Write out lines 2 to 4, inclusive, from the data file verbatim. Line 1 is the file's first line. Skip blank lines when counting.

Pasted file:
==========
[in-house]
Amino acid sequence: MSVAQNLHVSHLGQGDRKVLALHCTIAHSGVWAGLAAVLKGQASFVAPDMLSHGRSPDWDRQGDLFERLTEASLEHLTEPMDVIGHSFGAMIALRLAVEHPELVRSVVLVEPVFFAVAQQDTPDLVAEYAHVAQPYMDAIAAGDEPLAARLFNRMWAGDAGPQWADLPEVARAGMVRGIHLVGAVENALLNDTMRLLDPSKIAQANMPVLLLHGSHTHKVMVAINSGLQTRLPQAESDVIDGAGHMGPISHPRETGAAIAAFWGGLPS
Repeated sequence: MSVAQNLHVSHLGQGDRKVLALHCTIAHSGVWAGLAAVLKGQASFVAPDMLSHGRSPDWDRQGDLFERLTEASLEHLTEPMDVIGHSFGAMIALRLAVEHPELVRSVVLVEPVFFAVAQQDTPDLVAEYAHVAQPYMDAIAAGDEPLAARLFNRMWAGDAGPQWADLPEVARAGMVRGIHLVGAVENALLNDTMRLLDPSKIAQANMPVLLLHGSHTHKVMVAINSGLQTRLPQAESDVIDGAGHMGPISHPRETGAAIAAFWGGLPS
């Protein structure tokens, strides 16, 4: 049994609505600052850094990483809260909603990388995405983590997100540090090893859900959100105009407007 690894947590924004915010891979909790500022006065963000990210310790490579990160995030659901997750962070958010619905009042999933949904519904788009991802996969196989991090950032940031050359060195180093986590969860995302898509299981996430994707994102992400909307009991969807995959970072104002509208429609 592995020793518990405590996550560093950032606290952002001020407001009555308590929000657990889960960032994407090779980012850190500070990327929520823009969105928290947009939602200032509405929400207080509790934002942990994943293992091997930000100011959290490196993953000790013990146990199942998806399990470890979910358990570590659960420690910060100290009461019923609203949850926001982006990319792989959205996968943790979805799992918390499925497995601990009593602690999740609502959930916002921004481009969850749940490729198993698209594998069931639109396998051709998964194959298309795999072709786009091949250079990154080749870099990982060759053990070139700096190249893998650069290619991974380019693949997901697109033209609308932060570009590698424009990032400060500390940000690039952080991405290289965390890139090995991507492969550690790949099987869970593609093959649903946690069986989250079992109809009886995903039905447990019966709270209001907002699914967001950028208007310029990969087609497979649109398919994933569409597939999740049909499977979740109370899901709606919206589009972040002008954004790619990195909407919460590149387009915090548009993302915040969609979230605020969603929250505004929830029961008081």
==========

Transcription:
Amino acid sequence: MSVAQNLHVSHLGQGDRKVLALHCTIAHSGVWAGLAAVLKGQASFVAPDMLSHGRSPDWDRQGDLFERLTEASLEHLTEPMDVIGHSFGAMIALRLAVEHPELVRSVVLVEPVFFAVAQQDTPDLVAEYAHVAQPYMDAIAAGDEPLAARLFNRMWAGDAGPQWADLPEVARAGMVRGIHLVGAVENALLNDTMRLLDPSKIAQANMPVLLLHGSHTHKVMVAINSGLQTRLPQAESDVIDGAGHMGPISHPRETGAAIAAFWGGLPS
Repeated sequence: MSVAQNLHVSHLGQGDRKVLALHCTIAHSGVWAGLAAVLKGQASFVAPDMLSHGRSPDWDRQGDLFERLTEASLEHLTEPMDVIGHSFGAMIALRLAVEHPELVRSVVLVEPVFFAVAQQDTPDLVAEYAHVAQPYMDAIAAGDEPLAARLFNRMWAGDAGPQWADLPEVARAGMVRGIHLVGAVENALLNDTMRLLDPSKIAQANMPVLLLHGSHTHKVMVAINSGLQTRLPQAESDVIDGAGHMGPISHPRETGAAIAAFWGGLPS
């Protein structure tokens, strides 16, 4: 049994609505600052850094990483809260909603990388995405983590997100540090090893859900959100105009407007 690894947590924004915010891979909790500022006065963000990210310790490579990160995030659901997750962070958010619905009042999933949904519904788009991802996969196989991090950032940031050359060195180093986590969860995302898509299981996430994707994102992400909307009991969807995959970072104002509208429609 592995020793518990405590996550560093950032606290952002001020407001009555308590929000657990889960960032994407090779980012850190500070990327929520823009969105928290947009939602200032509405929400207080509790934002942990994943293992091997930000100011959290490196993953000790013990146990199942998806399990470890979910358990570590659960420690910060100290009461019923609203949850926001982006990319792989959205996968943790979805799992918390499925497995601990009593602690999740609502959930916002921004481009969850749940490729198993698209594998069931639109396998051709998964194959298309795999072709786009091949250079990154080749870099990982060759053990070139700096190249893998650069290619991974380019693949997901697109033209609308932060570009590698424009990032400060500390940000690039952080991405290289965390890139090995991507492969550690790949099987869970593609093959649903946690069986989250079992109809009886995903039905447990019966709270209001907002699914967001950028208007310029990969087609497979649109398919994933569409597939999740049909499977979740109370899901709606919206589009972040002008954004790619990195909407919460590149387009915090548009993302915040969609979230605020969603929250505004929830029961008081």